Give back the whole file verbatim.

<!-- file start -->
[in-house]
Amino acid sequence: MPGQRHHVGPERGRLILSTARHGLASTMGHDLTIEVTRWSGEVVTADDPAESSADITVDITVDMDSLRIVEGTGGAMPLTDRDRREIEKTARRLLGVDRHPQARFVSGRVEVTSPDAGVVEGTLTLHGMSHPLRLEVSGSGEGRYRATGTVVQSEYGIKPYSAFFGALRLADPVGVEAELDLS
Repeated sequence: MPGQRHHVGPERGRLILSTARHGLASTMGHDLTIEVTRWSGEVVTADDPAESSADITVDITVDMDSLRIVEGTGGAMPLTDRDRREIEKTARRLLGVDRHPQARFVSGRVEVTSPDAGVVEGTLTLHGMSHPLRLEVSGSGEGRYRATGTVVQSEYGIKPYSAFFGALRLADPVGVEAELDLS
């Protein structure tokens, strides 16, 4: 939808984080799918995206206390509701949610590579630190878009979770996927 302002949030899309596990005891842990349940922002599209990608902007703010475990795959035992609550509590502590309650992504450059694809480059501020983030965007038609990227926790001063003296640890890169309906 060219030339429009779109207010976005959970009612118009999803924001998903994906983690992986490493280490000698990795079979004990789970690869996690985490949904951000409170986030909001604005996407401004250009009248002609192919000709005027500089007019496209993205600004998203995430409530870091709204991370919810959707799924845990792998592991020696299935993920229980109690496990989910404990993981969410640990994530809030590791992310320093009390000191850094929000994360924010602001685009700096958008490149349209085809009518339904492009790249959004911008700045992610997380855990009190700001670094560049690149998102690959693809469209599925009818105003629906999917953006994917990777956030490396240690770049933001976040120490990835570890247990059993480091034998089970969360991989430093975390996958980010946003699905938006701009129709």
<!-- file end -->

[in-house]
Amino acid sequence: MPGQRHHVGPERGRLILSTARHGLASTMGHDLTIEVTRWSGEVVTADDPAESSADITVDITVDMDSLRIVEGTGGAMPLTDRDRREIEKTARRLLGVDRHPQARFVSGRVEVTSPDAGVVEGTLTLHGMSHPLRLEVSGSGEGRYRATGTVVQSEYGIKPYSAFFGALRLADPVGVEAELDLS
Repeated sequence: MPGQRHHVGPERGRLILSTARHGLASTMGHDLTIEVTRWSGEVVTADDPAESSADITVDITVDMDSLRIVEGTGGAMPLTDRDRREIEKTARRLLGVDRHPQARFVSGRVEVTSPDAGVVEGTLTLHGMSHPLRLEVSGSGEGRYRATGTVVQSEYGIKPYSAFFGALRLADPVGVEAELDLS
């Protein structure tokens, strides 16, 4: 939808984080799918995206206390509701949610590579630190878009979770996927 302002949030899309596990005891842990349940922002599209990608902007703010475990795959035992609550509590502590309650992504450059694809480059501020983030965007038609990227926790001063003296640890890169309906 060219030339429009779109207010976005959970009612118009999803924001998903994906983690992986490493280490000698990795079979004990789970690869996690985490949904951000409170986030909001604005996407401004250009009248002609192919000709005027500089007019496209993205600004998203995430409530870091709204991370919810959707799924845990792998592991020696299935993920229980109690496990989910404990993981969410640990994530809030590791992310320093009390000191850094929000994360924010602001685009700096958008490149349209085809009518339904492009790249959004911008700045992610997380855990009190700001670094560049690149998102690959693809469209599925009818105003629906999917953006994917990777956030490396240690770049933001976040120490990835570890247990059993480091034998089970969360991989430093975390996958980010946003699905938006701009129709």